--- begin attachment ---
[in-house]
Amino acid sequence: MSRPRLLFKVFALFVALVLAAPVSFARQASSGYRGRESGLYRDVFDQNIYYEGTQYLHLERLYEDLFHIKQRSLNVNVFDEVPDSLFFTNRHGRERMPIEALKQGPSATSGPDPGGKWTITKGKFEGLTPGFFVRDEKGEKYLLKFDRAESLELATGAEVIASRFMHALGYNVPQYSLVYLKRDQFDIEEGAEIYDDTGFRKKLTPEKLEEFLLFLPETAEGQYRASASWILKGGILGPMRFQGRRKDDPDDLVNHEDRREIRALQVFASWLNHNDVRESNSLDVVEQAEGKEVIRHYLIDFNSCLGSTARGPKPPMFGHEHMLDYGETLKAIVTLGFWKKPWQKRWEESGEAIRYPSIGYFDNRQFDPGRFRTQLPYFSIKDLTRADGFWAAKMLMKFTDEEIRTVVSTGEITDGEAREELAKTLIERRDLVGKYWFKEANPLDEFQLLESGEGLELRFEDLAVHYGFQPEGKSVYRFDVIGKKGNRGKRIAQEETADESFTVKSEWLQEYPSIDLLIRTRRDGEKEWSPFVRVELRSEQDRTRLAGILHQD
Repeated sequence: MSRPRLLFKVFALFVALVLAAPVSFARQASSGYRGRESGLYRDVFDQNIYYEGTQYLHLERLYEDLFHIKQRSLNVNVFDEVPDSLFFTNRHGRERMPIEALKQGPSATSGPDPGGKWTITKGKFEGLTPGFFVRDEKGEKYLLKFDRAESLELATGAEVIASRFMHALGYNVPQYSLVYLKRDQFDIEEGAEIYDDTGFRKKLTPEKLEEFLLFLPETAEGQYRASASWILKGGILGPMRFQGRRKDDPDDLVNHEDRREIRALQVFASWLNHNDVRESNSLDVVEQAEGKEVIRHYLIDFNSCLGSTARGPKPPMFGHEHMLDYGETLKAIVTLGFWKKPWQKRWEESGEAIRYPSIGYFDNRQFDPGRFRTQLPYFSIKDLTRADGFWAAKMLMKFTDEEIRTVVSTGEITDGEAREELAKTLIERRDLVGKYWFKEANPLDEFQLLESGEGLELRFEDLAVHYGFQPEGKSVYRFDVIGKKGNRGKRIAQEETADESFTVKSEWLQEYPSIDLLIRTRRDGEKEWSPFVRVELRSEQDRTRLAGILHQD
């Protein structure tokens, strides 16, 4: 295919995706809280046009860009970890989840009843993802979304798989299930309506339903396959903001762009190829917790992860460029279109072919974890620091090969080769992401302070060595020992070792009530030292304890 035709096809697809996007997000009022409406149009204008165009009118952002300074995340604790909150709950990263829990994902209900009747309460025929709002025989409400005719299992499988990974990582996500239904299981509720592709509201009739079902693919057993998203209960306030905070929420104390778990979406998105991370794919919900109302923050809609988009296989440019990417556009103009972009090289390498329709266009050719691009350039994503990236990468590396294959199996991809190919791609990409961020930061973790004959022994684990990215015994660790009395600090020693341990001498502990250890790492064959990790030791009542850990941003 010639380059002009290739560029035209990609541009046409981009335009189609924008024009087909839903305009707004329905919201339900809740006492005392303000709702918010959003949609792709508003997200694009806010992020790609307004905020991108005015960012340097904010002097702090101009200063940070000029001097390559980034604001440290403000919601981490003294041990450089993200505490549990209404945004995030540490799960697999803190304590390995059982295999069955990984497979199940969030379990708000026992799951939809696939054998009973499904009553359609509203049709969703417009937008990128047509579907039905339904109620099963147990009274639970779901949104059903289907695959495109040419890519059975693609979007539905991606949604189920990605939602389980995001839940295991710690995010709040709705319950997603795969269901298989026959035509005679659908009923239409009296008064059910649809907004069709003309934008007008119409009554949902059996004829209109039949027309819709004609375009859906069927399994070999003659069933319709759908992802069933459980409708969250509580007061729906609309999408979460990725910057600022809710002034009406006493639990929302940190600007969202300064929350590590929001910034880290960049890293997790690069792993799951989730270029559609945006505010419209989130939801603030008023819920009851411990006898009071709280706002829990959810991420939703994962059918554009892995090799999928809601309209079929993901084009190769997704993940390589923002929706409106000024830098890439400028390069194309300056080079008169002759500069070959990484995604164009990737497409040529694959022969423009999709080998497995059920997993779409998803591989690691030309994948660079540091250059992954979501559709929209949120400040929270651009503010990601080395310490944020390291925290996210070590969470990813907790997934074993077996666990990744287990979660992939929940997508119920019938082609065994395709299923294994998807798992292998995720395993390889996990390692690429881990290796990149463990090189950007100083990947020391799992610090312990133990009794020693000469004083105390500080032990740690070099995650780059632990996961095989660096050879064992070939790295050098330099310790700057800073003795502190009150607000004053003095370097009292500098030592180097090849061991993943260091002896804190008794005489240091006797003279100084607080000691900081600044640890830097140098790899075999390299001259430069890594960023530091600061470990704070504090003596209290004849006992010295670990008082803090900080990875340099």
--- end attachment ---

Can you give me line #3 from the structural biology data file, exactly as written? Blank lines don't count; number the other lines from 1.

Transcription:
Repeated sequence: MSRPRLLFKVFALFVALVLAAPVSFARQASSGYRGRESGLYRDVFDQNIYYEGTQYLHLERLYEDLFHIKQRSLNVNVFDEVPDSLFFTNRHGRERMPIEALKQGPSATSGPDPGGKWTITKGKFEGLTPGFFVRDEKGEKYLLKFDRAESLELATGAEVIASRFMHALGYNVPQYSLVYLKRDQFDIEEGAEIYDDTGFRKKLTPEKLEEFLLFLPETAEGQYRASASWILKGGILGPMRFQGRRKDDPDDLVNHEDRREIRALQVFASWLNHNDVRESNSLDVVEQAEGKEVIRHYLIDFNSCLGSTARGPKPPMFGHEHMLDYGETLKAIVTLGFWKKPWQKRWEESGEAIRYPSIGYFDNRQFDPGRFRTQLPYFSIKDLTRADGFWAAKMLMKFTDEEIRTVVSTGEITDGEAREELAKTLIERRDLVGKYWFKEANPLDEFQLLESGEGLELRFEDLAVHYGFQPEGKSVYRFDVIGKKGNRGKRIAQEETADESFTVKSEWLQEYPSIDLLIRTRRDGEKEWSPFVRVELRSEQDRTRLAGILHQD